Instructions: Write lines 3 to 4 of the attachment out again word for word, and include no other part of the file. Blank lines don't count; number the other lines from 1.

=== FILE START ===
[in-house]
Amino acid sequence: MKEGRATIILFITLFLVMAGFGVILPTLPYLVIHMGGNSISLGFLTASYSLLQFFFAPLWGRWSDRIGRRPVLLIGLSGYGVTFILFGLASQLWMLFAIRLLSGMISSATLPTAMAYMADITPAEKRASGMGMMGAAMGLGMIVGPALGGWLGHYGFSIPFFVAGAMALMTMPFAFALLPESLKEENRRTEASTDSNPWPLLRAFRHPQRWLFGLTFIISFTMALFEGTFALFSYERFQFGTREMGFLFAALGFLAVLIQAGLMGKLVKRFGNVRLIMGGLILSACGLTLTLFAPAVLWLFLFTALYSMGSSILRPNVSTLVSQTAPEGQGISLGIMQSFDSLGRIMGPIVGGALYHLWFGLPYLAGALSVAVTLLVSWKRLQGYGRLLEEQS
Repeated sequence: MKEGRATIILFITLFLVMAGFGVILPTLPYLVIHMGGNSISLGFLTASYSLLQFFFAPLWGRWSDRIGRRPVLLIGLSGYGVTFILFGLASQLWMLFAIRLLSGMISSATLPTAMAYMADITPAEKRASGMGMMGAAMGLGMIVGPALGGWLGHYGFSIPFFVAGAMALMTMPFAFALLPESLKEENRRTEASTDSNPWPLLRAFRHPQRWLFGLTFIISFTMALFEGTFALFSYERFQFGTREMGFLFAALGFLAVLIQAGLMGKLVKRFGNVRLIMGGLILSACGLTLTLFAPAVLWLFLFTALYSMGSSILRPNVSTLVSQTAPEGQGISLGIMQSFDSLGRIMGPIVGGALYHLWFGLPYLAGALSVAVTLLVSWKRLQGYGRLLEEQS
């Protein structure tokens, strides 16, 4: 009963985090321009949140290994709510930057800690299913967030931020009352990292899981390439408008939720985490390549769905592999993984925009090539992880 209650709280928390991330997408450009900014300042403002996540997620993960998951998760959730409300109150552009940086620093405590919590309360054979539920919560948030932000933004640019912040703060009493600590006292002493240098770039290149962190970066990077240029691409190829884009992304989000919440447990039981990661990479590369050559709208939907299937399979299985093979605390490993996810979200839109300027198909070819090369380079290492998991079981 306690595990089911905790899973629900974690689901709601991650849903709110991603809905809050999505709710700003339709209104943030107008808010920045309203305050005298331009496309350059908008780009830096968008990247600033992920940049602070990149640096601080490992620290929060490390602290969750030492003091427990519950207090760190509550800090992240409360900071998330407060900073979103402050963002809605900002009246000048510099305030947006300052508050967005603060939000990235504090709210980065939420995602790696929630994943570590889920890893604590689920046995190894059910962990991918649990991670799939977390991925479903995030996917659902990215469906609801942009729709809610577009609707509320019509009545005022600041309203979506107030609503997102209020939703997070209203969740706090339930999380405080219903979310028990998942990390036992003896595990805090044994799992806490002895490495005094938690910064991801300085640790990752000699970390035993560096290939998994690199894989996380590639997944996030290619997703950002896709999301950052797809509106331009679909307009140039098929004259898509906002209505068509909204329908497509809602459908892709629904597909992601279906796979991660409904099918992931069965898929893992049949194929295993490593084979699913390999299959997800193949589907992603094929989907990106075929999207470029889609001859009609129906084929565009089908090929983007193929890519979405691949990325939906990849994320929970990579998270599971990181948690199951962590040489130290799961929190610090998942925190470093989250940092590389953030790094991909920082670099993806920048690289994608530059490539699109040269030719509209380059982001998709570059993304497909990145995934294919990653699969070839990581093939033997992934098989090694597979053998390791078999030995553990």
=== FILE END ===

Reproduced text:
Repeated sequence: MKEGRATIILFITLFLVMAGFGVILPTLPYLVIHMGGNSISLGFLTASYSLLQFFFAPLWGRWSDRIGRRPVLLIGLSGYGVTFILFGLASQLWMLFAIRLLSGMISSATLPTAMAYMADITPAEKRASGMGMMGAAMGLGMIVGPALGGWLGHYGFSIPFFVAGAMALMTMPFAFALLPESLKEENRRTEASTDSNPWPLLRAFRHPQRWLFGLTFIISFTMALFEGTFALFSYERFQFGTREMGFLFAALGFLAVLIQAGLMGKLVKRFGNVRLIMGGLILSACGLTLTLFAPAVLWLFLFTALYSMGSSILRPNVSTLVSQTAPEGQGISLGIMQSFDSLGRIMGPIVGGALYHLWFGLPYLAGALSVAVTLLVSWKRLQGYGRLLEEQS
């Protein structure tokens, strides 16, 4: 009963985090321009949140290994709510930057800690299913967030931020009352990292899981390439408008939720985490390549769905592999993984925009090539992880 209650709280928390991330997408450009900014300042403002996540997620993960998951998760959730409300109150552009940086620093405590919590309360054979539920919560948030932000933004640019912040703060009493600590006292002493240098770039290149962190970066990077240029691409190829884009992304989000919440447990039981990661990479590369050559709208939907299937399979299985093979605390490993996810979200839109300027198909070819090369380079290492998991079981 306690595990089911905790899973629900974690689901709601991650849903709110991603809905809050999505709710700003339709209104943030107008808010920045309203305050005298331009496309350059908008780009830096968008990247600033992920940049602070990149640096601080490992620290929060490390602290969750030492003091427990519950207090760190509550800090992240409360900071998330407060900073979103402050963002809605900002009246000048510099305030947006300052508050967005603060939000990235504090709210980065939420995602790696929630994943570590889920890893604590689920046995190894059910962990991918649990991670799939977390991925479903995030996917659902990215469906609801942009729709809610577009609707509320019509009545005022600041309203979506107030609503997102209020939703997070209203969740706090339930999380405080219903979310028990998942990390036992003896595990805090044994799992806490002895490495005094938690910064991801300085640790990752000699970390035993560096290939998994690199894989996380590639997944996030290619997703950002896709999301950052797809509106331009679909307009140039098929004259898509906002209505068509909204329908497509809602459908892709629904597909992601279906796979991660409904099918992931069965898929893992049949194929295993490593084979699913390999299959997800193949589907992603094929989907990106075929999207470029889609001859009609129906084929565009089908090929983007193929890519979405691949990325939906990849994320929970990579998270599971990181948690199951962590040489130290799961929190610090998942925190470093989250940092590389953030790094991909920082670099993806920048690289994608530059490539699109040269030719509209380059982001998709570059993304497909990145995934294919990653699969070839990581093939033997992934098989090694597979053998390791078999030995553990």